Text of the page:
Albert John Butchers, died 25th September 1917, aged 20. Private G/21142, 1st Battalion, The Queen’s (Royal West Surrey Regiment).

Albert Butchers was born in the summer of 1897 in Goudhurst, according to the record in ‘Soldiers Died in the Great War’. He was baptised in Horsmonden on 23rd July 1897. In 1901 he was living with his parents, Albert and Jane Butchers, at Parsonage Cottages in Lamberhurst, and by 1911 they were at New Cottages, Smallbridge, about a mile north-west of the village of Goudhurst, towards Horsmonden. Albert enlisted in Goudhurst, probably in 1916. His first front-line action with his battalion may therefore have been at the Battle of Arras where it suffered very heavy casualties on 23rd April 1917. Its next major action was during the 3rd Battle of Ypres, where it entered trenches beside the Menin Road on the night of 24th/25th September 1917 with a view to attacking the Germans. However, the enemy attacked first, using a heavy artillery barrage followed up by infantry astride the Menin Road west of Gheluvelt. The battalion suffered 401 casualties, more than half of them deemed ‘missing’. Albert Butchers was among this latter category, and his name is recorded on the Tyne Cot Memorial on panel 15. He is also commemorated on the war memorial in Horsmonden.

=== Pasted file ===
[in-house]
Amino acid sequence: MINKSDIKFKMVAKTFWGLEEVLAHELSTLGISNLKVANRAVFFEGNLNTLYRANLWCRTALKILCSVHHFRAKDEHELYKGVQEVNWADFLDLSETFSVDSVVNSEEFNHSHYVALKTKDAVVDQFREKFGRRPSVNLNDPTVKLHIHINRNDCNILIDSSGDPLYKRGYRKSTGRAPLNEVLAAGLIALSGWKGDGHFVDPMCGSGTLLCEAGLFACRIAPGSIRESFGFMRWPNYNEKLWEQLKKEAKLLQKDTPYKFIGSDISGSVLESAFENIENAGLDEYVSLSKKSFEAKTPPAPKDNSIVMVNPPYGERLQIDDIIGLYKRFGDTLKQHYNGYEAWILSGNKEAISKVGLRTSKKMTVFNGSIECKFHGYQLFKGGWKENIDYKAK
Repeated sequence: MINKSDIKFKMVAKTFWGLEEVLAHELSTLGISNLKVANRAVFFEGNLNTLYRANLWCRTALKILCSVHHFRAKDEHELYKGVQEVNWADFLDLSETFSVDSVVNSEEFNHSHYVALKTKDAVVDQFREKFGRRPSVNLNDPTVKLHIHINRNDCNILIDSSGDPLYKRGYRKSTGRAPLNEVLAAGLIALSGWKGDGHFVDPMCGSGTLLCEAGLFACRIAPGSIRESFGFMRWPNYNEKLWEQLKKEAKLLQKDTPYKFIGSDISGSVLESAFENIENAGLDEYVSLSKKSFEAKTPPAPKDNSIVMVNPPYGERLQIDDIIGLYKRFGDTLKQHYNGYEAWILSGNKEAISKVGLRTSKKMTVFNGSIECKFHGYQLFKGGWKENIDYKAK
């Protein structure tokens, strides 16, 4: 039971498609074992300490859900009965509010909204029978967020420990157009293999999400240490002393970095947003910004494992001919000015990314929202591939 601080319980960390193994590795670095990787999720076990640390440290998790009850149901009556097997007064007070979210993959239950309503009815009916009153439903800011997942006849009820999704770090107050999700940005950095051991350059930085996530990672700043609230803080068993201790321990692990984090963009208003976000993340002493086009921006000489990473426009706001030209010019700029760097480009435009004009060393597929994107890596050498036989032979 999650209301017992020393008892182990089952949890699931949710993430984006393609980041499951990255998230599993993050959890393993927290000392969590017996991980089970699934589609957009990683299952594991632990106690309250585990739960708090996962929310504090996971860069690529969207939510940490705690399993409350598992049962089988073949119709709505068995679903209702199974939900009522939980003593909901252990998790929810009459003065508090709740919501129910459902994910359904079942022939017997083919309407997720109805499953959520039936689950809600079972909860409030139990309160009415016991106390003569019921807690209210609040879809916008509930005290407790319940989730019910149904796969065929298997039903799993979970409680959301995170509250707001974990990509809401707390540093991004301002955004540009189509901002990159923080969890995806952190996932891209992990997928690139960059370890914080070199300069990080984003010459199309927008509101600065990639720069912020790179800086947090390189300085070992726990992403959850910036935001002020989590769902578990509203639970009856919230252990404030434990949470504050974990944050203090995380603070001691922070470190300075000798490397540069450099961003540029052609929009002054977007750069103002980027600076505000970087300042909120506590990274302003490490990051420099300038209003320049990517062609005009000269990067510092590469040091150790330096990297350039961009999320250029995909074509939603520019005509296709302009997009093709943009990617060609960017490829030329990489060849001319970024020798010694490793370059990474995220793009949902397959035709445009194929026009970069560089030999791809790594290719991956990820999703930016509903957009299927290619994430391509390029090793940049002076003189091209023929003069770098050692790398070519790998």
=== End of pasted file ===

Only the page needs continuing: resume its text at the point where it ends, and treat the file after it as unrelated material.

Charles Eyles, died 10th April 1917, aged 33. Private, G/18085 Royal Sussex Regiment.

Charles Eyles was born in Catsfield, Sussex on 12th February 1884, the son of Charles and Mary Ann Eyles (née Carter). He had three brothers. At the time of the 1891 census the family were living at Brightling, Sussex, but by 1901 they had moved to Bedgebury Cross, between Kilndown and Goudhurst, and on that census Charles senior and junior both gave their occupation as blacksmith.

Charles enlisted at Eastbourne on 22nd March 1916, when he was living at Horam Road, near Heathfield. He probably joined his battalion in France soon after they had suffered grievously on no fewer than three separate occasions during the Battle of the Somme between July and October 1916 (see William Hall, below). Their next major action – which proved to be the first and the last for Charles Eyles – was on the opening day of the Battle of Arras, 9th April 1917. The battalion successfully accomplished its role in the first phase of the attack on the north side of the Arras – Cambrai road, but Charles was seriously injured and he died of his wounds the next day.

Charles Eyles is buried in Duisans British Cemetery at Etrun, west of Arras, where his grave reference is III C 7. Although not commemorated on either the Goudhurst or Kilndown war memorials, as a member of the Goudhurst Branch of the Oddfellows ‘Loyal Men of Kent’ Lodge no. 3963, his name is engraved on the wooden memorial to their members.